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Dead reckoning (DR) is a method of navigation in which a ship (and later, aircraft) seeks to determine its bearings. Starting from a known position, the pilot tracks the course and speed of his vessel over a precise period, making some adjustment for drift. Celestial navigation devices are not employed, except to make corrections ("fixes").
Dead reckoning has always been plagued by inaccuracy, especially when used over long periods and distances. Such factors as ocean currents, wind and the difficulty of accurately gauging speed, contribute to error.
In general, modern-day, inexpensive global positioning satellite (GPS) devices and other electronic gear have made dead reckoning the preserve of maritime historians and hobbyists.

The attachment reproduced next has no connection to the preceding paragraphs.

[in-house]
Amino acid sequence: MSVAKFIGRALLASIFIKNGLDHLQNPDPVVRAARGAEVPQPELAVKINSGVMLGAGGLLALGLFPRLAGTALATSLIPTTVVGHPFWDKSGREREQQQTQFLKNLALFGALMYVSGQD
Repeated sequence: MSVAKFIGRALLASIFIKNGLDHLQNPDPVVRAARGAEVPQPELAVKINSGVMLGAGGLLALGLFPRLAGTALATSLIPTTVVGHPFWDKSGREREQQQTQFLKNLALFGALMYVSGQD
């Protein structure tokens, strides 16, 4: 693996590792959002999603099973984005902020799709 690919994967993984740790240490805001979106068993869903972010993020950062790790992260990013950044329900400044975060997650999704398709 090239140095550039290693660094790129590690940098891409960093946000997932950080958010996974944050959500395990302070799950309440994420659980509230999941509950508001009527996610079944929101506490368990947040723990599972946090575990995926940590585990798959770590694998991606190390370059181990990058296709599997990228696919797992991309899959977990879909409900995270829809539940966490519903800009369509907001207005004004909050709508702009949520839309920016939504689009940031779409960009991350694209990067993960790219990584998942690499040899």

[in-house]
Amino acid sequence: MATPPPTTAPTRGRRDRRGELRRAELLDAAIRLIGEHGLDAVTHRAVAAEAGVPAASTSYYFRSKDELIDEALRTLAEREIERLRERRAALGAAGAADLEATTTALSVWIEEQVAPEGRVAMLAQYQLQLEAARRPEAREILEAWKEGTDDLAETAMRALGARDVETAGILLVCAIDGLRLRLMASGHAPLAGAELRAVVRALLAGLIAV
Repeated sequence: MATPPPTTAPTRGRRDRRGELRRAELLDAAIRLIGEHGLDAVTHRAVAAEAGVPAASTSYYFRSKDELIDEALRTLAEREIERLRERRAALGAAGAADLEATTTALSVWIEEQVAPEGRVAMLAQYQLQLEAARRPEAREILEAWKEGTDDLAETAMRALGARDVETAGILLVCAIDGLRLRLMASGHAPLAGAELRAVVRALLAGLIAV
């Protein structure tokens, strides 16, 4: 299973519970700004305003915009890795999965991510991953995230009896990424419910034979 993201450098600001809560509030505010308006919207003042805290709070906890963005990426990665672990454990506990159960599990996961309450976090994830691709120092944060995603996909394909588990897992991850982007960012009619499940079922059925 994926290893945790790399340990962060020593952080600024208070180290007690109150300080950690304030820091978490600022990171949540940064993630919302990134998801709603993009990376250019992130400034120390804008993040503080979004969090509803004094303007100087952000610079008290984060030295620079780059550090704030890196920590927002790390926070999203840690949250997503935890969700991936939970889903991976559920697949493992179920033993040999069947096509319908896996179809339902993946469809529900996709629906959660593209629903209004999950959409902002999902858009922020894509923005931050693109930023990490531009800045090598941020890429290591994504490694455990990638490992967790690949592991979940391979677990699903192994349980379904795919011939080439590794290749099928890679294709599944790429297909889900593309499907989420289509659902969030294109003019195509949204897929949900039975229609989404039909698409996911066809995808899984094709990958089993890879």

Straight Dope Staff Report: Is "dead reckoning" short for "deduced reckoning"?
... of "dead reckoning." The first citation in the Oxford English Dictionary for "dead reckoning" (spelled thus) is from 1613. In fact, in all of the OED's citations, the modifier is always spelled "dead." In the earliest dictionary entry I could ...
The Biography Channel - Biography Index
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The Columbus Navigation Homepage
Columbus's Navigation Columbus and dead reckoning navigation. Columbus and celestial navigation. How long was Columbus's league? Columbus and longitude. Columbus's ships. Columbus's crew. Columbus's log. Where was Columbus's first landing place ...